Human Rights Law - Terrorism



1.The Terrorism Act 2000

2.The Anti-Terrorism, Crime & Security Act 2001

3.Civil Contingencies Act 2004

4.Serious Organised Crime and Police Act 2005

5.Prevention of Terrorism Act 2005: Control Orders

6.The Terrorism Act 2006

7.The Counter-Terrorism Act 2008

Terrorism Act 2000 (Remedial order) 2011

The Terrorism Prevention and Investigations Measure Act 2011

The Protection of Freedoms Act 2011 Counter-Terrorism and Security Act 2015

Counter Terrorism and Border Security Bill 2019

Counter Terrorism and Sentencing Bill 2020/1

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  • Cases where the judiciary has upheld the SOP doctrine and showed defernce to the government in terrorism cases 
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SOSHD v Rehman (2001) 1 AC 153

SOP - Shows Judicial deference to the Government 


The applicant was a Pakistani national who had been granted entry to the UK in order to work as a religious minister. After five years, his application for indefinite leave to remain was rejected and he was notified that the decision was based on his association with a terrorism-linked organisation. A deportation order was made in the interests of national security.


On appeal by Rehman, the Special Immigration Appeals Commission held that a person had to be involved in, or had to promote or encourage violence targeting the UK in order to be regarded as a threat to national security. The Commission found that the Secretary of State was not able to show with a sufficient degree of probability that Rehman posed such threat. The Court of Appeal later found for the Secretary of State. Rehman appealed.


The HOL dismissed Rehman’s appeal. The meaning of the phrase “conducive to the public good” under s. 3(5)(b) of the Immigration Act 1971 was, prima facie, a matter to be decided by the Secretary of State at his discretion. Deportation could be conducive to the public good based on the three given grounds (as contained in s. 15(3) of the 1971 Act) taken together – as an overall view. Furthermore, the Court found that national security could be threatened indirectly by actions targeting other states, as well as those directly targeting the UK. The specific facts relied on by the Secretary of State should indeed be proved on the balance of probabilities, however, there was no appropriate standard for the formation of an executive judgment of this nature. Whether a deportation order would be conducive to the public good should be based on a reasonable and proportionate consideration of all available material.

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R (on the application of Farrakhan) v SOSHD (2002)

SOP - Judicial Deference Shown to Gov 


  • A challenge by way of judicial review to the ban on Louis Farrakhan entering the United Kingdom (challanged granted by High Court). The ban was imposed on Farrakhan, the leader of the black separatist Nation of Islam in the United States, in 1986. He sought to overturn the ban in 2001, relying on the provisions of the Human Rights Act 1998, and was initially successful in the Administrative Court of the High Court of Justice – the first time that an exclusion order had been successfully challenged in court.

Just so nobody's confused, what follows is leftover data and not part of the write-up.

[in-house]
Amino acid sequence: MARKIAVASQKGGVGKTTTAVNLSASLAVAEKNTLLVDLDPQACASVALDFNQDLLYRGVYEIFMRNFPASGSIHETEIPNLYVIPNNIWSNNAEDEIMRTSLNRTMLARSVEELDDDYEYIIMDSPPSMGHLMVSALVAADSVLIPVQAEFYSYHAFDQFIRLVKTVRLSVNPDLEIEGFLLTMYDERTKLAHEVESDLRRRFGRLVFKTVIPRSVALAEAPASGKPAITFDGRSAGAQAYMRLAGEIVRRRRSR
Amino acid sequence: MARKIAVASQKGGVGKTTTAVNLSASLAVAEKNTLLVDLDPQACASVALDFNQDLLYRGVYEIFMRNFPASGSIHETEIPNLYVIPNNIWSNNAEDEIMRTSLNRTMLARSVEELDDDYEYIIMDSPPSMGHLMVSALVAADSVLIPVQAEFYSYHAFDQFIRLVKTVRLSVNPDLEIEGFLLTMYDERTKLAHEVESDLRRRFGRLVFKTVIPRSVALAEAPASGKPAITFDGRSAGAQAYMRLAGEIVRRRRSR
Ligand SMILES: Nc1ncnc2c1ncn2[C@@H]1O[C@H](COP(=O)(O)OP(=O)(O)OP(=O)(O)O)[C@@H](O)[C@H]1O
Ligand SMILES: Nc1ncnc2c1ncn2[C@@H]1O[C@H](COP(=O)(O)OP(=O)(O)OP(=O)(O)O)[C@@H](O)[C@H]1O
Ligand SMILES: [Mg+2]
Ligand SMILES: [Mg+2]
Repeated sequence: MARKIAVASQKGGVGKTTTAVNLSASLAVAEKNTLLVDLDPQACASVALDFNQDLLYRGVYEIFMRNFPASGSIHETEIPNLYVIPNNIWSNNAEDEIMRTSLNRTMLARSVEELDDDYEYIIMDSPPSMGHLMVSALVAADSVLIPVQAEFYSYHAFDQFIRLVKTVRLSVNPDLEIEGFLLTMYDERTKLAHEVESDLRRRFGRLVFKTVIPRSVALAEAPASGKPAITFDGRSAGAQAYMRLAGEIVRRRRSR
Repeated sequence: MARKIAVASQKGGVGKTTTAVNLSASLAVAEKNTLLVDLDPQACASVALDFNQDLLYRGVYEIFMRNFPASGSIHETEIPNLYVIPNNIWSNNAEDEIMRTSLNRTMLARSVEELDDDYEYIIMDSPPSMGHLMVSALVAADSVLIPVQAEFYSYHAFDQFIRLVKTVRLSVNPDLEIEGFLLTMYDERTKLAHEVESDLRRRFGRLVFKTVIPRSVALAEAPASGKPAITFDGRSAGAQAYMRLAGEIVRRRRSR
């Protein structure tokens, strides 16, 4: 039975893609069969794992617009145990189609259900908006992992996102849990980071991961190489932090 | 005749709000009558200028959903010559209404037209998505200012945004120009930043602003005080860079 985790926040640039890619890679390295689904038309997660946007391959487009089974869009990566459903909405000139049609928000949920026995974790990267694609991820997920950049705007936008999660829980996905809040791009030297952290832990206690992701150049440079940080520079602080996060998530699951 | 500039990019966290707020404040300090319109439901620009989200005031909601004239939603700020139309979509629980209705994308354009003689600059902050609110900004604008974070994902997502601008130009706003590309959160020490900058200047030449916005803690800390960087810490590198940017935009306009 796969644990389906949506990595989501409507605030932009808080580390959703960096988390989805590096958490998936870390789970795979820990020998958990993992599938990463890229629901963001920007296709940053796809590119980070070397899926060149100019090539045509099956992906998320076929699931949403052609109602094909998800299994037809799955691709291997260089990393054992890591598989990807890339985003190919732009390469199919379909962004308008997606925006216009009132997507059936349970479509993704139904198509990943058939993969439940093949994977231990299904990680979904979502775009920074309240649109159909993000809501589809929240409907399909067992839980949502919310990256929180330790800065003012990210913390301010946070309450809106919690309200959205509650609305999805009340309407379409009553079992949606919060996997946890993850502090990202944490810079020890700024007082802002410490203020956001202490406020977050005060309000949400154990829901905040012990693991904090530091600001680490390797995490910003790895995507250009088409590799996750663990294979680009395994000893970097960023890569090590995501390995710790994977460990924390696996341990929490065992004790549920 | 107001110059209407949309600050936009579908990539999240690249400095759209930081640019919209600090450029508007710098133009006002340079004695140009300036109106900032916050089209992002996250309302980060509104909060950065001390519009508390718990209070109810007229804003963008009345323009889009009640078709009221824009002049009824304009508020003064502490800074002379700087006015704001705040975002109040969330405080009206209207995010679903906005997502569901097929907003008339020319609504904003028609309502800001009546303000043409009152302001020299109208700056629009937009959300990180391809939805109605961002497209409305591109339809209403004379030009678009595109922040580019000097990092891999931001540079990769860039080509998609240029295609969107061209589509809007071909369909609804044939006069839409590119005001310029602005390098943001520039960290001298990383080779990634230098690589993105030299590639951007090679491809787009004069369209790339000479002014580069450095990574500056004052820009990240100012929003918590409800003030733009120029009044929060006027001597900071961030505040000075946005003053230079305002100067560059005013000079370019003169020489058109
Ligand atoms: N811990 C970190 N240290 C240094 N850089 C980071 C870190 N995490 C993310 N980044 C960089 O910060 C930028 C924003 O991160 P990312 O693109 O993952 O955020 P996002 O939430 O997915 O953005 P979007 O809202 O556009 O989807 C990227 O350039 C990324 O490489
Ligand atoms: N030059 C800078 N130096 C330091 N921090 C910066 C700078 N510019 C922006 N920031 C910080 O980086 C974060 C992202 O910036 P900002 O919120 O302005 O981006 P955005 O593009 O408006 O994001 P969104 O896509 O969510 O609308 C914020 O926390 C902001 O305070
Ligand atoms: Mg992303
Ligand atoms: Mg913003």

• The British government appealed and in 2002 the Court of Appeal overturned the earlier decision, reinstating the ban.


  • Sadiq Khan, Farrakhan's solicitor, said that there was a double standard in that white supremacists had been allowed into the UK
  • The ruling was influenced by the legacy of the September 11 attacks, which had happened in the period between the judge's decision and the delivery of his judgment
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  • Cases where the judiciary has upheld the ROL in terrorism cases 
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A and others v Secretary of State for the Home Dep

Judiciary Upholding ROL - Torture 



  • The case concerned the indefinite detention of foreign prisoners in the United Kingdom prison ‘Belmarsh’. The prisoners were held without trial under section 23 of the Anti-Terrorism, Crime and Security Act 2001. This decision and the subsequent detentions were challenged at court in terms of their compatibility with the aims of the European Convention on Human Rights.
  • The original case was brought by 9 individuals who were threatened with deportation without trial on the basis that there was some evidence that the individuals posed a national security threat. The 9 challenged this deportation decision of the Special Immigration Appeals Commission. All 9 were later detained under the Anti-Terrorism, Crime and Security Act 2001 pending deportation. Section 4 of this act enabled the individuals to be held indefinitely, without trial or deportation.


  • The case is so important because it shows a direct challenge, in the courts, of the extent to which legislation confers powers to the executive in the way in which they deal with a presumed threat to national security. The judges had to weigh up considerations of the power conferred by such legislation, the limitation on such powers of the executive, and a balance of necessity to limit personal liberty in order to protect national security. This was all to be considered against the backdrop of the 9/11 attacks in America and the international ‘war on terror’.